Born out of a parent-run Web site on gifted education, the Tennessee Initiative for Gifted Education Reform (TIGER) was officially organized after it appeared that gifted education in Tennessee was headed for the chopping block. Since then, the group has mobilized parents of gifted students across the state to write letters and send e-mails to state legislators.
"One of the things we're finding out, since we're a statewide organization, is that every district handles gifted education differently," says Jeff Carlile, a TIGER board member.
By state law, gifted education is part of special education; both groups fall at opposite ends of a spectrum wherein the normal classroom setting does not meet their educational needs. But, late last year, a bill was introduced in the state legislature that would make the state board of education reduce the number of students qualifying for special education. While that bill did not specifically target gifted education, TIGER saw a threat.
Then on January 31st, the Maddox-Herron bill was introduced. This proposes removing "intellectually gifted" from state law's disability distinction -- thus taking them out of the protective veil of special education --and instead requires the state board of education to develop a plan for educating gifted students in their regular classrooms.
"The first bill was a little unclear as to how the threat would identify itself," says Mike Arcamuzi, another local TIGER board member. "Now, being able to target specific legislation, we're getting a much better response."
During a meeting with about 80 Shelby County families last week at White Station Middle School, the group discussed both bills and their impact on gifted children.
A cause that's sometimes seen as elitist, gifted education helps those students who work above grade level to succeed as well as reach their full potential. But, because it's not remedial, it's often a prime candidate for cuts when money gets tight.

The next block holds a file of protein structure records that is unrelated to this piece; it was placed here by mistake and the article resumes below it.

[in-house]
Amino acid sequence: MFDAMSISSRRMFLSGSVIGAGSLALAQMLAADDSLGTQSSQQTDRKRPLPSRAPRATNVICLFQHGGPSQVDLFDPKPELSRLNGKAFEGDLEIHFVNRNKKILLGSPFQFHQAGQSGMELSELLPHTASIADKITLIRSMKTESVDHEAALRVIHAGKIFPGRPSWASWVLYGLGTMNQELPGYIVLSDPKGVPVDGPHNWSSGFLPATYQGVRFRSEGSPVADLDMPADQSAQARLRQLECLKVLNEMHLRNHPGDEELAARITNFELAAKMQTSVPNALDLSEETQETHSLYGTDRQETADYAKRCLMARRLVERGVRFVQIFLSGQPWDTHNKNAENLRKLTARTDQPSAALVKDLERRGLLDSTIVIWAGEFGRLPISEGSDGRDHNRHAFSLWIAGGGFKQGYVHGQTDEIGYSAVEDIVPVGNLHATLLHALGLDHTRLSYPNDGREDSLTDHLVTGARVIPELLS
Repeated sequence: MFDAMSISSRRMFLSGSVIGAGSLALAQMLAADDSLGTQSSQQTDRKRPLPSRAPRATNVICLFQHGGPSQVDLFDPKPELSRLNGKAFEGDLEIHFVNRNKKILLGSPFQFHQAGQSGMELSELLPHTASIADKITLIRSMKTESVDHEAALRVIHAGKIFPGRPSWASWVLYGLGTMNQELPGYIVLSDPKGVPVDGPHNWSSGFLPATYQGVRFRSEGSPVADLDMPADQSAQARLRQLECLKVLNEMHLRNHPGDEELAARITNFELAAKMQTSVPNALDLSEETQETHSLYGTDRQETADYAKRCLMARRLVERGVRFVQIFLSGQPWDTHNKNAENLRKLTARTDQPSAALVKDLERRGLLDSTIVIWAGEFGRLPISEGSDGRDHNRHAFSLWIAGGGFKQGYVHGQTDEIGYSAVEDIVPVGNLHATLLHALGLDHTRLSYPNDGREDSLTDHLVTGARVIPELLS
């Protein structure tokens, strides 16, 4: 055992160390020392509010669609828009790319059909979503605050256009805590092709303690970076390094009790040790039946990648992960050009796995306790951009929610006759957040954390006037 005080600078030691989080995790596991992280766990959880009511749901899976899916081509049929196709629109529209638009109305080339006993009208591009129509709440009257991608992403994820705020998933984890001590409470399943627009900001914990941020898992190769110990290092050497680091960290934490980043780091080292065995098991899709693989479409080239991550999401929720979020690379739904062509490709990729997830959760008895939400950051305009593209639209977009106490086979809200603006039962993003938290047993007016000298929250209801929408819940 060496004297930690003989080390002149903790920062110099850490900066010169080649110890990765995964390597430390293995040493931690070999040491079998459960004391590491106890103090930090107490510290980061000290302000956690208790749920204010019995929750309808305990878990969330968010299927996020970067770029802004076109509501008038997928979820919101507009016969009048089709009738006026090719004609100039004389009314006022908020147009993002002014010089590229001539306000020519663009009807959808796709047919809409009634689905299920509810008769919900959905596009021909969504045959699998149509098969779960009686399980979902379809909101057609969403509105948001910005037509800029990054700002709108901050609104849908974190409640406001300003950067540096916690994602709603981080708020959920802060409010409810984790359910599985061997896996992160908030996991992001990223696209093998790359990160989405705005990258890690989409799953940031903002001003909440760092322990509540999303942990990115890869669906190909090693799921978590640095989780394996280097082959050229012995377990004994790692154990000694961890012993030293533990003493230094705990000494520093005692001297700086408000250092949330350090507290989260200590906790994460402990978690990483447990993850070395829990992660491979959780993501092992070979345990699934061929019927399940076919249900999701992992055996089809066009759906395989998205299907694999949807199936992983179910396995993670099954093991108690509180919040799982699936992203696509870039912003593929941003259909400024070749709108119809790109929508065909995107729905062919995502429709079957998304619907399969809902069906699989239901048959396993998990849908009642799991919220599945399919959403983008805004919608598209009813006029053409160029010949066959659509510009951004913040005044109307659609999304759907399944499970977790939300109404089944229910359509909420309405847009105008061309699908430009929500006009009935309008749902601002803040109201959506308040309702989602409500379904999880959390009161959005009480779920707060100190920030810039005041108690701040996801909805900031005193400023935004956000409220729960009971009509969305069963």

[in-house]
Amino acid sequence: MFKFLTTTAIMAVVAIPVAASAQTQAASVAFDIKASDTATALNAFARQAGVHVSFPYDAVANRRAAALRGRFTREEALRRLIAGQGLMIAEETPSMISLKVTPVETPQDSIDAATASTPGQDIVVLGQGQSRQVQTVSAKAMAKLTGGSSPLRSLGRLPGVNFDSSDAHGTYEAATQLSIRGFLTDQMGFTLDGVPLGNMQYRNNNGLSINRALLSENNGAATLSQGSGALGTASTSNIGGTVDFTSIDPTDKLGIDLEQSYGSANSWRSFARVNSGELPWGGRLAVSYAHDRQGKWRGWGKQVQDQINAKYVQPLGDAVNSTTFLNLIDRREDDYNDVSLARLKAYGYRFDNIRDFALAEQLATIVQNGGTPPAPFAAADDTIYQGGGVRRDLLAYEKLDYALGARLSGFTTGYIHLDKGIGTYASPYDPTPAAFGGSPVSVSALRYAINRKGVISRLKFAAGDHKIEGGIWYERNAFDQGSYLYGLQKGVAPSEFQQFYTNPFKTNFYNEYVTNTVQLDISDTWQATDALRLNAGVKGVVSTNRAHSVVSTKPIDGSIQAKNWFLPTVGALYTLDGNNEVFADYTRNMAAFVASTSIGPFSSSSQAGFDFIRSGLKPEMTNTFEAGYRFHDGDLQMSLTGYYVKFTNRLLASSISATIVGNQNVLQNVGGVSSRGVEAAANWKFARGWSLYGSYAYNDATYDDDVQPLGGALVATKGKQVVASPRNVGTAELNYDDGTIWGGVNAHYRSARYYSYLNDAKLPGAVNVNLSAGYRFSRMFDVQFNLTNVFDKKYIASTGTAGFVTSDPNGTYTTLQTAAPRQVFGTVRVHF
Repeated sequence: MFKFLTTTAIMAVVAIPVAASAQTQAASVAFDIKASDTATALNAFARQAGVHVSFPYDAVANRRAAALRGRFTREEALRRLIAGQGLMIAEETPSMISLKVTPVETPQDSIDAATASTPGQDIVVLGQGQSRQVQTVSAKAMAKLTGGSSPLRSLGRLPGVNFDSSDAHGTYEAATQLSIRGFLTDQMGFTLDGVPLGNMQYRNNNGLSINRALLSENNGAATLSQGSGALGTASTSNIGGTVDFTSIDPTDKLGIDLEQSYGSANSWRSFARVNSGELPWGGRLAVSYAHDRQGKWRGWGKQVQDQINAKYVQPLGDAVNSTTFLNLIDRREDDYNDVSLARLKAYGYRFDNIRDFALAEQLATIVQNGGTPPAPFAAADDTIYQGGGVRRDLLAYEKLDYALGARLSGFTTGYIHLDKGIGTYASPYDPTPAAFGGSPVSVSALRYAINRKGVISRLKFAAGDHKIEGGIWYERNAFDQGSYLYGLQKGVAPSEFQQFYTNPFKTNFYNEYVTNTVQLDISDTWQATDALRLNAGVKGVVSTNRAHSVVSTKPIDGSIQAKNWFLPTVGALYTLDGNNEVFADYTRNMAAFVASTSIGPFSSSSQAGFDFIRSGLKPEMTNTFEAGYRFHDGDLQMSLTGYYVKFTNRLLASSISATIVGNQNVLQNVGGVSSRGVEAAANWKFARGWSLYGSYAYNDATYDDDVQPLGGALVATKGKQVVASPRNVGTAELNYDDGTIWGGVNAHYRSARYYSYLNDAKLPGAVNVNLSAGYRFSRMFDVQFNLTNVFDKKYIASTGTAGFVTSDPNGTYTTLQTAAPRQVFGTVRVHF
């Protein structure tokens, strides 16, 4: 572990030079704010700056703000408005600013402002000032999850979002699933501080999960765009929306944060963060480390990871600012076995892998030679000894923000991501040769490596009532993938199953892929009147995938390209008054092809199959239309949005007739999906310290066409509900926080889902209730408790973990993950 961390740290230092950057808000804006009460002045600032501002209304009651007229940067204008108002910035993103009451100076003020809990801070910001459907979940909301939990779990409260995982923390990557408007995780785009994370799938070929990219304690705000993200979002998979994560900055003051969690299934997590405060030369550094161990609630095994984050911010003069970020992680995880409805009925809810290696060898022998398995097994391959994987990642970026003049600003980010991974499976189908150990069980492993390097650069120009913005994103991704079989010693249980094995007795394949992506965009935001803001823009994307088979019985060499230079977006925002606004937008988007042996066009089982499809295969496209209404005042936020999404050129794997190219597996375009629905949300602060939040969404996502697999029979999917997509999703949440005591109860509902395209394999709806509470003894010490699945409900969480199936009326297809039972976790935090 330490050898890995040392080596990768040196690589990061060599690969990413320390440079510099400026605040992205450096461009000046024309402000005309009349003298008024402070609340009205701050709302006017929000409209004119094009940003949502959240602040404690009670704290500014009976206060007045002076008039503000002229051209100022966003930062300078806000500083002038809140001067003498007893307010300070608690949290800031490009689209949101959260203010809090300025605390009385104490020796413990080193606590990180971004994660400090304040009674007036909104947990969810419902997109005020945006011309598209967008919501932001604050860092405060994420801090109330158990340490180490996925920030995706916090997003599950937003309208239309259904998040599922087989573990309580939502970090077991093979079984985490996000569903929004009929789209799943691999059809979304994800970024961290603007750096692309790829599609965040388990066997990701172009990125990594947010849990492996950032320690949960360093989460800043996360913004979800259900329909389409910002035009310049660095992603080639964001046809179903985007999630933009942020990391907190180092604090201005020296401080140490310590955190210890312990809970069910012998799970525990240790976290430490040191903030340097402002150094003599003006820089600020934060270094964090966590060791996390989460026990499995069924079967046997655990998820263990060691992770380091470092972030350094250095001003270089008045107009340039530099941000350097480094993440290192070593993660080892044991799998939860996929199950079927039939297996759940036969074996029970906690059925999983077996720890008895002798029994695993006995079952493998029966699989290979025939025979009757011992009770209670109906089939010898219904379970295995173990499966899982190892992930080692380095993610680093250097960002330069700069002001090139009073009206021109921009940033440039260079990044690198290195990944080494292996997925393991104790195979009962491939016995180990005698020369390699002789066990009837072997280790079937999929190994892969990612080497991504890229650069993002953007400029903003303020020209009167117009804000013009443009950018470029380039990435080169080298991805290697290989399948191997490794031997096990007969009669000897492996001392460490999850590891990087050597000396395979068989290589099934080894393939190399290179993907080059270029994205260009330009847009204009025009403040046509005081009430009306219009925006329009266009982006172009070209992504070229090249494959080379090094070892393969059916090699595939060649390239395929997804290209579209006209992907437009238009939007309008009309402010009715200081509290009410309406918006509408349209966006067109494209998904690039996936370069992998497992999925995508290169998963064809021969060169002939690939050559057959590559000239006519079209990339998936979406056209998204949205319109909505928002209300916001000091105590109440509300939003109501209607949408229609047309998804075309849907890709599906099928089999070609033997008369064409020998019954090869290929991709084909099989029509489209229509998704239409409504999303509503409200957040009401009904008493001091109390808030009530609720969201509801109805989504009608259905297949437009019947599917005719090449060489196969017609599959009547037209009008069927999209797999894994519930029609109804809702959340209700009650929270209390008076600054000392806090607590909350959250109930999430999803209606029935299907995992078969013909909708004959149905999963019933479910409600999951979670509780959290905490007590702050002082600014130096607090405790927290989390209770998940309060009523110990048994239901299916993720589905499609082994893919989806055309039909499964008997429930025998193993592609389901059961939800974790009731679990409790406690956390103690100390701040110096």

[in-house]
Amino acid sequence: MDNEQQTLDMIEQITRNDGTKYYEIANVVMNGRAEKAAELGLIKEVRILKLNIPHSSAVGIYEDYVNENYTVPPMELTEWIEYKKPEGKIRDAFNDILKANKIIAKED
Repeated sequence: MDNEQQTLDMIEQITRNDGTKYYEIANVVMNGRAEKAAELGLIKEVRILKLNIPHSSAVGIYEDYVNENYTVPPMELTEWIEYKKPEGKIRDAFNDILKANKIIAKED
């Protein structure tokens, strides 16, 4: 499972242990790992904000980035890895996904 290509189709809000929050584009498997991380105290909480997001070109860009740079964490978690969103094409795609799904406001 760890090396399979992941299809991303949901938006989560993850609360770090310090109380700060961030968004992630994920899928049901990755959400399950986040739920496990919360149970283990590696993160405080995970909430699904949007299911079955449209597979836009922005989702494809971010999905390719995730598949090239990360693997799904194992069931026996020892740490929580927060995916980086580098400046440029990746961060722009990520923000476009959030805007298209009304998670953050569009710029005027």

"Having them sit in class can lead to behavioral problems and underachieving," says Michael Swanson, the president and founder of TIGER. "They already know what's being taught, so they're wasting their time in class. As a parent, it's hard to send a child to school when you know their wasting their time."
Melissa Johnson is a parent of children enrolled in Shelby County schools. She was also one of 200-plus parents at a TIGER meeting held at the Marian Hale Community Center in January.
"Let's say you have a child who might one day discover the cure for cancer. But what if he gets bored and turned off in school because he doesn't have the stimulation he needs? They just stop," says Johnson.
She knows firsthand about the lack of funding for gifted education. Last year, when Shelby County cut the programs for kindergarten through third grade, her son was affected.
"When he was in second grade, they still had the program and he loved it," she says of her son, now in the fourth grade. "But when he was in third grade, he had nothing. He would say, 'Mom, I know how to do that. I don't need to review.' He was bored."
She says having him back in the program has made a tremendous difference.
Both Johnson and Swanson aren't sure they can overcome their problem with the letter, e-mail, and personal-visit campaign they're waging. Still, they say, it's worth a try.
"It is the only recourse we have and if I haven't done everything I can do, then I've let my child down," says Johnson.
The county schools have not taken a position on the state bill, but the city board of education voted unanimously on a resolution in early January that opposed any bill that would remove the intellectually gifted from the special-education distinction.
"One thing I've learned is that Memphis City Schools has one of the best gifted-education programs in the state," says Arcamuzi. "I have five kids. Three are in the gifted program, and I have one in kindergarten and one in preschool. Hopefully the other two will be able to follow suit."